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Which Posture Are You Presentation M Oolderversions

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Bad posture increases pressure on your spine and can compress your internal organs. …

Bad posture increases pressure on your spine and can compress your internal organs.
This can lead to issues including:
Tension
Soreness
Headaches
Back pain
Fatigue
Bad posture can also diminish our breathing capacity by as much as 30%.


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Transcript

  • 1. National Chiropractic Care Week – May 24 to 30, 2010 Up to 90% of people have poor posture
  • 2.
    • Bad posture increases pressure on your spine and can compress your internal organs.
    • This can lead to issues including:
      • Tension
      • Soreness
      • Headaches
      • Back pain
      • Fatigue
    • Bad posture can also diminish our breathing capacity by as much as 30%.
      • Respiratory problems
      • Chest tightness
      • High blood pressure
      • Poor digestion
  • 3.
    • Good posture is the correct alignment of body parts supported by the right amount of muscle tension against gravity.
    • Proper posture keeps muscles, ligaments, bones and internal organs in their natural position .
    • Good posture can help you to breathe better and reduce fatigue.
    • Good posture can also increase self-confidence.
  • 4.
    • Correcting bad posture takes discipline, but the benefits are worth it.
    • The first step is understanding the bad posture habits of our.
    • So which posture are you?
  • 5.
    • As we tend to our daily activities as a Mum, posture is the last thing on our minds.
    • 70% of women will, at some time in their lives, report low back pain.
    • 1/3 of pregnant women claim low back pain is a significant problem.
    • Common posture problems
    • Uneven hips
    • Forward Head Posture
    • Dowager’s Hump (or increased kyphosis)
    • Pelvis forward (or increased lordosis)
  • 6.
    • Long-term computer use can lead to shoulder, arm, hand and neck problems, and issues with balance and coordination.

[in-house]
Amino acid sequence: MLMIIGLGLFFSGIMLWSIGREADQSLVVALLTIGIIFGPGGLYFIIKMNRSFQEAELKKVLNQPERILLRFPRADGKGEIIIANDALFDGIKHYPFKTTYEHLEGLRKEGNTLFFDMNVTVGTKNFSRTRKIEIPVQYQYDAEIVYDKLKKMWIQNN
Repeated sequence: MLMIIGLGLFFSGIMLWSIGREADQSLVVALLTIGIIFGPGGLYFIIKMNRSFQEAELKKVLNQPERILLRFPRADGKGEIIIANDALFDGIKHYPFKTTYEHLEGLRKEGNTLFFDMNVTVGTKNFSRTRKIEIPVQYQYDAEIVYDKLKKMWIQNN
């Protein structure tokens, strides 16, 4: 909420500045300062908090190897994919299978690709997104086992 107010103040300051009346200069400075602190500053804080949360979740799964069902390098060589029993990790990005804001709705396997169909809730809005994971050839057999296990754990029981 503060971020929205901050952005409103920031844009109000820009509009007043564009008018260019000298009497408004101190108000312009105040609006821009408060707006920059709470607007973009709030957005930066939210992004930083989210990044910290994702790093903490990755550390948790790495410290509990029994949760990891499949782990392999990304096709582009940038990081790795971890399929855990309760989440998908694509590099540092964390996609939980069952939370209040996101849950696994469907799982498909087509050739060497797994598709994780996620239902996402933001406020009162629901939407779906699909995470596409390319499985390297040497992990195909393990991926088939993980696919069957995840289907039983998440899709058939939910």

• Over 45% of office workers experience neck pain.
    • Back pain is the third most common reason for taking time off work.
    • Lifting heavy weights, bending and twisting, and, of course, working in the same position for extended periods are related to the onset of low back symptoms.
    • Common posture problems
    • Forward Head Posture
    • Round Shoulders
    • Rotated Hips
  • 7.
    • It’s not uncommon for prolonged poor posture to occur in the garden.
    • Bending over seeding, weeding and watering, digging, carrying buckets, pushing wheelbarrows and lifting if done the way can place stress on our body.
    • In Australia 75% of DIY injuries presented at an Emergency department occur in a residential setting, particularly the garden.
    • Common posture problems
    • Dowager’s Hump (or increased kyphosis)
    • Round Shoulders
    • Uneven or rotated Hips
  • 8.
    • 79.1% of children report school backpacks to feel heavy, 65.7% report them causing fatigue, and 46.1% to cause back pain.
    • School bags should be no heavier than 10% of your child’s body weight.
    • Posture deteriorates with fatigue, and it can take less than 20 minutes of carrying a load for this fatigue to start.
    • Spinal issues during adolescence can impact on the correct development of your child’s spine as they grow into an adult.
    • Common posture problems
    • Forward Head Posture
    • Slouching (or increased kyphosis)
    • Uneven Hips
  • 9.
    • In the morning
    • When getting out of bed in the morning, use your hands and arms to support you into a sitting position. Then swing your legs to the floor and stand straight up.
    • During the day
    • Avoid slouching by imagining a headlight in your breastbone which should always shine forward, not down in your lap or on the floor.
    • Avoid sitting for long periods of time. Take brief walks during the day, or stand and stretch as much as possible.
    • When standing, balance your weight equally on both legs and feet, being sure to put weight on the four corners of each foot.
    • At night
    • Sleep on your side or back, not on your stomach. You can help reduce strain by popping a pillow under knees when sleeping on your back, or between your knees when sleeping on your side.
    Make an appointment with your Chiropractor , or visit www.whatsyourposture.com.au
  • 10.
    • A Chiropractor searches for the problems that are at the root of poor posture, analysing spinal curvatures, movement and alignment.
    • Some of the postural analyses a Chiropractor undertakes includes assessing a patient for:
      • alignment of the knees
      • levelling of the hips or pelvis
      • height differences across the shoulders
      • tilting of the head and neck
      • forward head translation
      • increase in the spinal curvatures
      • changes to gait (walking)
  • 11.
    • For more information about posture, talk to your CAA Chiropractor
    • or visit
    www.whatsyourposture.com.au 24 to 30 May, 2010
    • 2010 Chiropractors’ Association of Australia (National) Limited